Castle Rock Published Writing

There are no corners in this room

posted Aug 28, 2016, 10:19 PM by Paul Nelson   [ updated Aug 28, 2016, 10:23 PM ]

One concept that I learned about early in teaching was that of the power struggle. Some said power struggles were to be avoided and some said be sure and win them all. A power struggle is when you want a student to do something and the student says, "NO!"

What can you do? How do you win? Is winning important?

I found over time that even when I won struggles with students, we both ended up being losers. As I gained experience I learned to give choices to students where we could all be winners.

"Would you like to complete this assignment in class now or while the rest of us are out at recess?"

Are you going to manage your behavior and keep the right to stay with your friends at this seat or would you be better off moving now?

These kinds of questions do three things. They focus on the desired behavior. In the examples above, completing the assignment and self-management are desired.

The second thing they do is provide a reasonable (meaning both student and teacher can live with it) consequence to a failure to meet the desired behavior.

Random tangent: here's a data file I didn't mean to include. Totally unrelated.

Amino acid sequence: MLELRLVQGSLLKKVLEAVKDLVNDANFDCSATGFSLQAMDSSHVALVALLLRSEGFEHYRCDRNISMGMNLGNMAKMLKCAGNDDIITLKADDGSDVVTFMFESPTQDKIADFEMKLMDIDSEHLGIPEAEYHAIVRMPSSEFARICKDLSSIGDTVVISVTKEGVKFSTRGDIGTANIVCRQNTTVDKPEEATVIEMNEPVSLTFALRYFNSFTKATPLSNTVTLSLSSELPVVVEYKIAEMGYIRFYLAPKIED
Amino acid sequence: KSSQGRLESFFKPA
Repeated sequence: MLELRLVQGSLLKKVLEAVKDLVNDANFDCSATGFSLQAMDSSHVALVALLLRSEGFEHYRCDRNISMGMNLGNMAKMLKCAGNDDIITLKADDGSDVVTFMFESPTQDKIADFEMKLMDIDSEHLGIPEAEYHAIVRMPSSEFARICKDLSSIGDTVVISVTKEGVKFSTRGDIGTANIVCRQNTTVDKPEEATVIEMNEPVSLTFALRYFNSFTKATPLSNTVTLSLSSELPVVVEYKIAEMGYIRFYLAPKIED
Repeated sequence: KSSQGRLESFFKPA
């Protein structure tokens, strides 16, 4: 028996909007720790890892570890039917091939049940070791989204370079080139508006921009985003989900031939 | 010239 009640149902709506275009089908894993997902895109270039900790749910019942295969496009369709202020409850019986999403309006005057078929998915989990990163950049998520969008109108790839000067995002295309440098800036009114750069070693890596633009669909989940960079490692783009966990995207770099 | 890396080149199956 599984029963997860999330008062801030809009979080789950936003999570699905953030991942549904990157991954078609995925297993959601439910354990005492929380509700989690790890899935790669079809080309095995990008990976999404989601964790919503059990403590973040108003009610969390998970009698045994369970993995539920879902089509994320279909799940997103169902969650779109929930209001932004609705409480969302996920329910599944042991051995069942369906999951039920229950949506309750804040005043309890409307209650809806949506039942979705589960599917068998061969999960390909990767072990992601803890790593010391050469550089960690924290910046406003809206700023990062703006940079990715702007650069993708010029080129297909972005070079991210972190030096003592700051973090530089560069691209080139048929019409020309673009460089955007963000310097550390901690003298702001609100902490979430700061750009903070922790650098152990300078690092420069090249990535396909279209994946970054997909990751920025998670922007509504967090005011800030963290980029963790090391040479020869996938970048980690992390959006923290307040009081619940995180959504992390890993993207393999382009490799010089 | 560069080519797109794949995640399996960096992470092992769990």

The third thing these questions to is give the student a choice. Giving this choice is a way of treating the student with dignity. It also says that you expect the student to be responsible and manage his/her own behavior while at the same time, clearly stating the boundaries you need to set.

A child about to loose his dignity is like a wounded animal trapped in a corner. He's dangerous to himself and others. By giving students a way to save face, self-manage and still meet the requirements you've set, you avoid backing them into corners.

Contrast these teacher statements with those above:

"If you don't finish that in five minutes, I'll make you stay after school."

"Be quiet or I'll __________ .

"You are not behaving, I'm going to move you to another seat."

Honoring students and treating them with dignity is one of the foundational beliefs in Invitational Learning Theory. Listen to yourself as you interact with students and see if you can remove the corners from your classroom.

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